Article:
Some Lessons about Alliances, Human Rights, and North Korea from President Obama’s Iran Policy

June 13 2018

In the aftermath of the Singapore summit, Elliott Abrams reflects on what role human rights should play in U.S. policy toward “the most brutal regime on earth”:

[R]aising human-rights issues will not destroy the effort to change North Korea’s nuclear conduct. President George W. Bush raised freedom of religion repeatedly with Chinese leaders, and that did not prevent a working relationship. President Reagan put human-rights issues at the center of his relations with the Soviets, and that did not prevent remarkable progress in the relationship. . . .

[Furthermore], how we act toward North Korea must reflect who we are as Americans, even if the impact over there is slight. . . . The Trump administration must recognize that among our nation’s greatest assets is our association with the cause of liberty. Working for the peaceful expansion of the frontiers of liberty is not a sucker’s game, or a disadvantage or liability, or a waste of resources. It is in very concrete ways one of the greatest advantages of the United States in world politics. It is ultimately what ties allies like Australia, South Korea, and Japan to us: the knowledge that what we seek for them is what we seek for ourselves—peace, security, and liberty.

The alternative is to leave those allies, and others, with the sense that our relations with North Korea exclude them and their interests, which we have forgotten. That is what happened in the Obama administration’s nuclear agreement with Iran: close allies situated near Iran, such as Saudi Arabia, the UAE, and Israel, came to believe their own interests were simply being forgotten. We saw in 2009 that the Obama administration viewed protests in Iran askance, not as the people’s call for freedom but as an inconvenience to negotiations with the regime. Japan and other allies in Asia have critical security interests at stake in our relations with North Korea, and we should always give pride of place to maintaining close and longstanding alliances as we undertake to open new relationships with hostile powers.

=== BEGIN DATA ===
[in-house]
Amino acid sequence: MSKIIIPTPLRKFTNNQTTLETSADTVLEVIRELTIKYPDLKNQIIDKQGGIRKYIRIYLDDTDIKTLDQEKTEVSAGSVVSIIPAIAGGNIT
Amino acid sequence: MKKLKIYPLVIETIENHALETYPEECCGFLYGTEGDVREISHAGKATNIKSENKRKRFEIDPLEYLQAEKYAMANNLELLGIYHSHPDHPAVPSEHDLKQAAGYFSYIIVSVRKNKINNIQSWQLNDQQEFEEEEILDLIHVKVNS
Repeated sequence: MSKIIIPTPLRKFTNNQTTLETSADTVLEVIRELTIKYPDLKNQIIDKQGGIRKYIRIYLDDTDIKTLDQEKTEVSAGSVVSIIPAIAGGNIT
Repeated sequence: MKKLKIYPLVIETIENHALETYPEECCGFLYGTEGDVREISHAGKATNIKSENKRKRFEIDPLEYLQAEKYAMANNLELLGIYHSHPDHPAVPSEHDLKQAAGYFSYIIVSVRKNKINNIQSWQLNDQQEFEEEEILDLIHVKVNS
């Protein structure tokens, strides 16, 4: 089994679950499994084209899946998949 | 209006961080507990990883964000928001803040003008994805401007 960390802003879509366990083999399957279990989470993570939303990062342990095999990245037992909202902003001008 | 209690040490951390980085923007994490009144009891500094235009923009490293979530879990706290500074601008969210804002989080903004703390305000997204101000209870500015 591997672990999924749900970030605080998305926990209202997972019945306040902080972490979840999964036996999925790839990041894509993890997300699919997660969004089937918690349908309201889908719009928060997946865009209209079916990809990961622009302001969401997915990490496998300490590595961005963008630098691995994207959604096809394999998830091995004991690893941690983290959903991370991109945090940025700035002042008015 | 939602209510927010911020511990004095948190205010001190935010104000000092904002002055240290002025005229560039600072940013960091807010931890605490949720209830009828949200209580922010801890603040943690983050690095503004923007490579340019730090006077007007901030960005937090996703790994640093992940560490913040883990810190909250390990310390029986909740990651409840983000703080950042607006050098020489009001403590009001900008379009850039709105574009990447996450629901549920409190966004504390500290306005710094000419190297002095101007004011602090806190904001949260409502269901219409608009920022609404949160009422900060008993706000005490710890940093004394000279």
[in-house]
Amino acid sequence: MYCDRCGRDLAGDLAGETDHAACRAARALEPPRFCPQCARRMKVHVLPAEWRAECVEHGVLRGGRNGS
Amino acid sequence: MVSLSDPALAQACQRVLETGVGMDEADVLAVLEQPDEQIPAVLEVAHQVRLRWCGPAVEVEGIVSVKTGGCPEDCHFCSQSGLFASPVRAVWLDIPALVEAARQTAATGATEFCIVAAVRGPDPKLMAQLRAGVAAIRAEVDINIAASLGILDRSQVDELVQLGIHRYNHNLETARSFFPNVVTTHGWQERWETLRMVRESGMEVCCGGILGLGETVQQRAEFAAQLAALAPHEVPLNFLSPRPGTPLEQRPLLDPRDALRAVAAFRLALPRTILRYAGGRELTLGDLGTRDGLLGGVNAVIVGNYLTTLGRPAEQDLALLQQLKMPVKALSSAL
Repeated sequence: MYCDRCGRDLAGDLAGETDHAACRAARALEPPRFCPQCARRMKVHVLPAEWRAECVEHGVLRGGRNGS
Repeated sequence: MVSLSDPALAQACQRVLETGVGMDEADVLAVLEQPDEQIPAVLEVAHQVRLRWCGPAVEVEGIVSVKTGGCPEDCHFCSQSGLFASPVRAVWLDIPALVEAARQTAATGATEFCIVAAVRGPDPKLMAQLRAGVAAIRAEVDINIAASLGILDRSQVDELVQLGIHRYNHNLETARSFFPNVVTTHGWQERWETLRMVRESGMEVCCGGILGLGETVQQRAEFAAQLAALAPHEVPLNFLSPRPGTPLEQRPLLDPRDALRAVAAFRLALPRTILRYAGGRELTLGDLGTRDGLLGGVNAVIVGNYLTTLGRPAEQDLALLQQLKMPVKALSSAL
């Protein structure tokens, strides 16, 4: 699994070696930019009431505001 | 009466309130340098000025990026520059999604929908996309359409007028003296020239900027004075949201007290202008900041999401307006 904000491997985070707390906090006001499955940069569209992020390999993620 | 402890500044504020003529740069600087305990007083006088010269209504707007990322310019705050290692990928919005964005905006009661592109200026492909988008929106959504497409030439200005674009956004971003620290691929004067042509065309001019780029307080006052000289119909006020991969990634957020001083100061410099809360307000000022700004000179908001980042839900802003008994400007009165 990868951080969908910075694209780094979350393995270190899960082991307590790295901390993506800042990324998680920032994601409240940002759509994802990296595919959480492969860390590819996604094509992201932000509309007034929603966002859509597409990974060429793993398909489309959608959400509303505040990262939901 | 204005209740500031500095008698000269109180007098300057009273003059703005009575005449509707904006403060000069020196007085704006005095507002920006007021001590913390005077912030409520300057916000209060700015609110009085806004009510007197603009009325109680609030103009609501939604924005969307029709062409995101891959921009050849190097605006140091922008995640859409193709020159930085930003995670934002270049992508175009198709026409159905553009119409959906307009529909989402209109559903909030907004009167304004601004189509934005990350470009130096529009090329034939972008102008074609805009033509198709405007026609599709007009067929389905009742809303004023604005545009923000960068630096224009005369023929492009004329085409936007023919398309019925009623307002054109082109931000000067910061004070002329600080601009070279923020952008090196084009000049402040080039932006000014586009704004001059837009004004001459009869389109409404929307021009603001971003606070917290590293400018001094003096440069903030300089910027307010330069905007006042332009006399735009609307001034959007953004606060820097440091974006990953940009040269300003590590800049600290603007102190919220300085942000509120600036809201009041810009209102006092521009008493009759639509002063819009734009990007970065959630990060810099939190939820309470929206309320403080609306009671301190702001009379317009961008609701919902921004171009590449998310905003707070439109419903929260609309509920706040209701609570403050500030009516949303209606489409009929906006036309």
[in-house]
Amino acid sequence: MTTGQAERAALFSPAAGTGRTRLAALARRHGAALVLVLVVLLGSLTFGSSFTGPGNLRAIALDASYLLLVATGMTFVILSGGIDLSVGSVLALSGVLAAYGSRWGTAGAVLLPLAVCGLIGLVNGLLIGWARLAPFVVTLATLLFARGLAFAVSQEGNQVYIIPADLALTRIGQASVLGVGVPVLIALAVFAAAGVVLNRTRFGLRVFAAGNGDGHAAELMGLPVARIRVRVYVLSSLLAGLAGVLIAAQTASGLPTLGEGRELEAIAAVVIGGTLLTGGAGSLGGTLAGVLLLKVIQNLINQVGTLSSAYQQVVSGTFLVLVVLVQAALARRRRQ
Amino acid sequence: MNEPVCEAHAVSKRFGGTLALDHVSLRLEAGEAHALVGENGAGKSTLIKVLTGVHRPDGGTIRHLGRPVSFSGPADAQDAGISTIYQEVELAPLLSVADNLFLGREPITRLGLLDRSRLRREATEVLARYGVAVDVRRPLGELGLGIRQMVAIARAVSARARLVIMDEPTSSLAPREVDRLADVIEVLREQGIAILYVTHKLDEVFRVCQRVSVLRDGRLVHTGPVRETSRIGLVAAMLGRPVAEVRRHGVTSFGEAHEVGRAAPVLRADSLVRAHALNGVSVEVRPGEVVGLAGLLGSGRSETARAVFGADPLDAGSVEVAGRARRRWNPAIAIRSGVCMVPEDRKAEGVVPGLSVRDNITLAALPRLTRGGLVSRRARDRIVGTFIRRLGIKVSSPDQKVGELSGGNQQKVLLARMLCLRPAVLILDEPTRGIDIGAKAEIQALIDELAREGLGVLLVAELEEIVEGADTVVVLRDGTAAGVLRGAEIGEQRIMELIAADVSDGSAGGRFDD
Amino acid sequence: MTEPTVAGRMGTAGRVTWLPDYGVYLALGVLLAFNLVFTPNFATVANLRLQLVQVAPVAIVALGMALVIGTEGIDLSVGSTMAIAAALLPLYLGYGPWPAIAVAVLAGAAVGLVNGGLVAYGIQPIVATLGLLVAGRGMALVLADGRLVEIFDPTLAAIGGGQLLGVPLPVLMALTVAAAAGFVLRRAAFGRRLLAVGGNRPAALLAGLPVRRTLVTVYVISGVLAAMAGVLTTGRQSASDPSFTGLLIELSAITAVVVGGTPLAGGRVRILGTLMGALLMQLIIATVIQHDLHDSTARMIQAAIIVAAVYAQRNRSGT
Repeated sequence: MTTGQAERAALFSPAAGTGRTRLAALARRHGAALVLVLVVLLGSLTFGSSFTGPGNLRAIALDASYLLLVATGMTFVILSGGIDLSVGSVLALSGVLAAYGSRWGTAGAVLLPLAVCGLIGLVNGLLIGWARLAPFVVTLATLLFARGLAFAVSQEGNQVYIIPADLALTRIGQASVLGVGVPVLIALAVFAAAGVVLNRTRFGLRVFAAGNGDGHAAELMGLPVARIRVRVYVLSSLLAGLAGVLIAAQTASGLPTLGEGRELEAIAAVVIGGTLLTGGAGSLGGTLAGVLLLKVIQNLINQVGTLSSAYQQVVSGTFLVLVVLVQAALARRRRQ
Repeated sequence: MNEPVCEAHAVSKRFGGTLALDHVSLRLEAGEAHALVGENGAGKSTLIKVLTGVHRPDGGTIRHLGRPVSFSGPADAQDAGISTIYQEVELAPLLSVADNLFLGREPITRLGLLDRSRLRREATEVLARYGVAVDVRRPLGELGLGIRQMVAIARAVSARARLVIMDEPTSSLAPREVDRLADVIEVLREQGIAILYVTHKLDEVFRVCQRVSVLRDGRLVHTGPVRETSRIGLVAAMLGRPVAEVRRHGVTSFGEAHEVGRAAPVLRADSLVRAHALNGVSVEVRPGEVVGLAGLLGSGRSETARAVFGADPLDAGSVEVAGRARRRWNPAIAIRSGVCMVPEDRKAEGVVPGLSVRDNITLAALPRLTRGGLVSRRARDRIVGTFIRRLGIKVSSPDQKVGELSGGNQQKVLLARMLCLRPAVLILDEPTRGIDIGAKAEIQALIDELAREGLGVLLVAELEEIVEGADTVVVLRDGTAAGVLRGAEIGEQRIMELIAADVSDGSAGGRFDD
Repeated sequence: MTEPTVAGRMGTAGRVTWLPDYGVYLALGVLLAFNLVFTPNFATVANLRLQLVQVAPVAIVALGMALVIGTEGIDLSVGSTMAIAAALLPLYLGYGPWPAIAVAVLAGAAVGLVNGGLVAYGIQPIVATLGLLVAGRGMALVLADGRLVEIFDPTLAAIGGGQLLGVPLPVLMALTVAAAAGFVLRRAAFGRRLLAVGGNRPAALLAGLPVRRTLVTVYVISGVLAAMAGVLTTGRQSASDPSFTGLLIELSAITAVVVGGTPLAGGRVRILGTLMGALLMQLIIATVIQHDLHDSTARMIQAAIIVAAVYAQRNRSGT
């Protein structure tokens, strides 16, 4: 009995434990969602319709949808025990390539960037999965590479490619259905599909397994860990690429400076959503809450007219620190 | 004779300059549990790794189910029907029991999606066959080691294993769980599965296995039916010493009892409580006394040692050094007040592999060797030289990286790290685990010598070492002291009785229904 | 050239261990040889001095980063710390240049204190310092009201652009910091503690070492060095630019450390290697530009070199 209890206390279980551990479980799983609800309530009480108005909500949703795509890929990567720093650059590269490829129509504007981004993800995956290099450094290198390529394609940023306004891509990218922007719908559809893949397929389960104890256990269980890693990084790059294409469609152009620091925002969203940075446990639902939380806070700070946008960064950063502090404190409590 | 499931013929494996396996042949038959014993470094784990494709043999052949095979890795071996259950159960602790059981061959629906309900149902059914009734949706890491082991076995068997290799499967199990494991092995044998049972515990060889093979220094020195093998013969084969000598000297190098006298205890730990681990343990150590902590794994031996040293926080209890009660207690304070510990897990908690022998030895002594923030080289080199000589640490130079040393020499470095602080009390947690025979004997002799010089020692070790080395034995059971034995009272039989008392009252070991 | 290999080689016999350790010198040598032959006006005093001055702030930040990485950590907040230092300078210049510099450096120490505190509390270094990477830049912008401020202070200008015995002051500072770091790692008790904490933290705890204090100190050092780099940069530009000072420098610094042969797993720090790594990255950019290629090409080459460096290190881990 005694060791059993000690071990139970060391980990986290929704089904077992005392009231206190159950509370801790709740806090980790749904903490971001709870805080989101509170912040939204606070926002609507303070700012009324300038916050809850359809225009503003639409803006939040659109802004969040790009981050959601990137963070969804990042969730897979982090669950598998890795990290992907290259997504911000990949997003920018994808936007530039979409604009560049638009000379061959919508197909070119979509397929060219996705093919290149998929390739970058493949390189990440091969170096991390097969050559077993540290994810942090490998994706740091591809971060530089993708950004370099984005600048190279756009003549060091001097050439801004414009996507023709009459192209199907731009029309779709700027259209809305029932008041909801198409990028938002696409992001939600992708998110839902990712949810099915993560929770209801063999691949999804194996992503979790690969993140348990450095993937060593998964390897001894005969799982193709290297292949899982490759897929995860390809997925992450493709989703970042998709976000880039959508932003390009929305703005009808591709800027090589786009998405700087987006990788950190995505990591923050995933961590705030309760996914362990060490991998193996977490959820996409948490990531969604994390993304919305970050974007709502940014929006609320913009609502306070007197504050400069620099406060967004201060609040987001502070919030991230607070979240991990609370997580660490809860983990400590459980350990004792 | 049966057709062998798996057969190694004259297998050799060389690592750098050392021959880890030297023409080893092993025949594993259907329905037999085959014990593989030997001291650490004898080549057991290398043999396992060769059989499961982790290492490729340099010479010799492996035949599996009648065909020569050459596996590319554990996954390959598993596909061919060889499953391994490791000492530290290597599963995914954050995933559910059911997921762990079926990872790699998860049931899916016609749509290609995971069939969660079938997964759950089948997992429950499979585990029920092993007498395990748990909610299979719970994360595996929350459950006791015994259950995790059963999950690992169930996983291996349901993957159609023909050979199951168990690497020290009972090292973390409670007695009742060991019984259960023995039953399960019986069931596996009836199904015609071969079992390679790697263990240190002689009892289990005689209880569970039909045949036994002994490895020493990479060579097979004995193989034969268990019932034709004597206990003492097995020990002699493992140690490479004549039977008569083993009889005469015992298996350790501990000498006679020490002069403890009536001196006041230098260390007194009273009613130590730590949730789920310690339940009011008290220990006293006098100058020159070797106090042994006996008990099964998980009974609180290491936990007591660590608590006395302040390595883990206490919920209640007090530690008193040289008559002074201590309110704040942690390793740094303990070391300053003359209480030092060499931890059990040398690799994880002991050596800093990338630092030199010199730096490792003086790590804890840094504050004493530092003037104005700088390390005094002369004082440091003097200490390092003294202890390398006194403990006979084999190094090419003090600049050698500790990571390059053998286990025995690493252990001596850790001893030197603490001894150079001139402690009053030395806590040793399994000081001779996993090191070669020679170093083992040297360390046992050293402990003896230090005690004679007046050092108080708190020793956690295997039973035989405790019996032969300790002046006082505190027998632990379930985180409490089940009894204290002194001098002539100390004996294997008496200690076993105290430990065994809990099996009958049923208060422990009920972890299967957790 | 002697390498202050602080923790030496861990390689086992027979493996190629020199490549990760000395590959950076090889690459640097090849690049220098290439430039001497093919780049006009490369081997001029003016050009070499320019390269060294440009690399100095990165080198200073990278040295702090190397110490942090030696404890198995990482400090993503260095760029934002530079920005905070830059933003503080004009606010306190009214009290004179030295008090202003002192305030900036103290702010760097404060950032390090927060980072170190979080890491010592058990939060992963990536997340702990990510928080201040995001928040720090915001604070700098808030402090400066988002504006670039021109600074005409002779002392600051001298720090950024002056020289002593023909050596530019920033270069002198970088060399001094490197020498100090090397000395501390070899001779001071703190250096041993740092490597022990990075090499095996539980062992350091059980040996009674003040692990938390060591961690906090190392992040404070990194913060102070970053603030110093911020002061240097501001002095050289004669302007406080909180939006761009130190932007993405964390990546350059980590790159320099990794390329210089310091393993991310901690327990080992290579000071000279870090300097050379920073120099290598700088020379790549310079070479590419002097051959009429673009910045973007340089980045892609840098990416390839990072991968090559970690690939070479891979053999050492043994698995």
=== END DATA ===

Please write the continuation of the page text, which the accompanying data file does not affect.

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Read more at Pressure Points

More about: Barack Obama, Human Rights, Iran, North Korea, U.S. Foreign policy, US-Israel relations

What Egypt’s Withdrawal from the “Arab NATO” Signifies for U.S. Strategy

A few weeks ago, Egypt quietly announced its withdrawal from the Middle East Strategic Alliance (MESA), a coalition—which also includes Jordan, the Gulf states, and the U.S.—founded at President Trump’s urging to serve as an “Arab NATO” that could work to contain Iran. Jonathan Ariel notes three major factors that most likely contributed to Egyptian President Sisi’s abandonment of MESA: his distrust of Donald Trump (and concern that Trump might lose the 2020 election) and of Saudi Arabia’s Crown Prince Mohammad bin Salman; Cairo’s perception that Iran does not pose a major threat to its security; and the current situation in Gaza:

Gaza . . . is ruled by Hamas, defined by its covenant as “one of the wings of the Muslim Brotherhood in Palestine.” Sisi has ruthlessly persecuted the Brotherhood in Egypt. [But] Egypt, despite its dependence on Saudi largesse, has continued to maintain its ties with Qatar, which is under Saudi blockade over its unwillingness to toe the Saudi line regarding Iran. . . . Qatar is also supportive of the Muslim Brotherhood, . . . and of course Hamas.

[Qatar’s ruler] Sheikh Tamim is one of the key “go-to guys” when the situation in Gaza gets out of hand. Qatar has provided the cash that keeps Hamas solvent, and therefore at least somewhat restrained. . . . In return, Hamas listens to Qatar, which does not want it to help the Islamic State-affiliated factions involved in an armed insurrection against Egyptian forces in northern Sinai. Egypt’s military is having a hard enough time coping with the insurgency as it is. The last thing it needs is for Hamas to be given a green light to cooperate with Islamic State forces in Sinai. . . .

Over the past decade, ever since Benjamin Netanyahu returned to power, Israel has also been gradually placing more and more chips in its still covert but growing alliance with Saudi Arabia. Egypt’s decision to pull out of MESA should give it cause to reconsider. Without Egypt, MESA has zero viability unless it is to include either U.S. forces or Israeli ones. [But] one’s chances of winning the lottery seem infinitely higher than those of MESA’s including the IDF. . . . Given that Egypt, the Arab world’s biggest and militarily most powerful state and its traditional leader, has clearly indicated its lack of confidence in the Saudi leadership, Israel should urgently reexamine its strategy in this regard.

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Read more at BESA Center

More about: Egypt, Gaza Strip, Qatar, Saudi Arabia, U.S. Foreign policy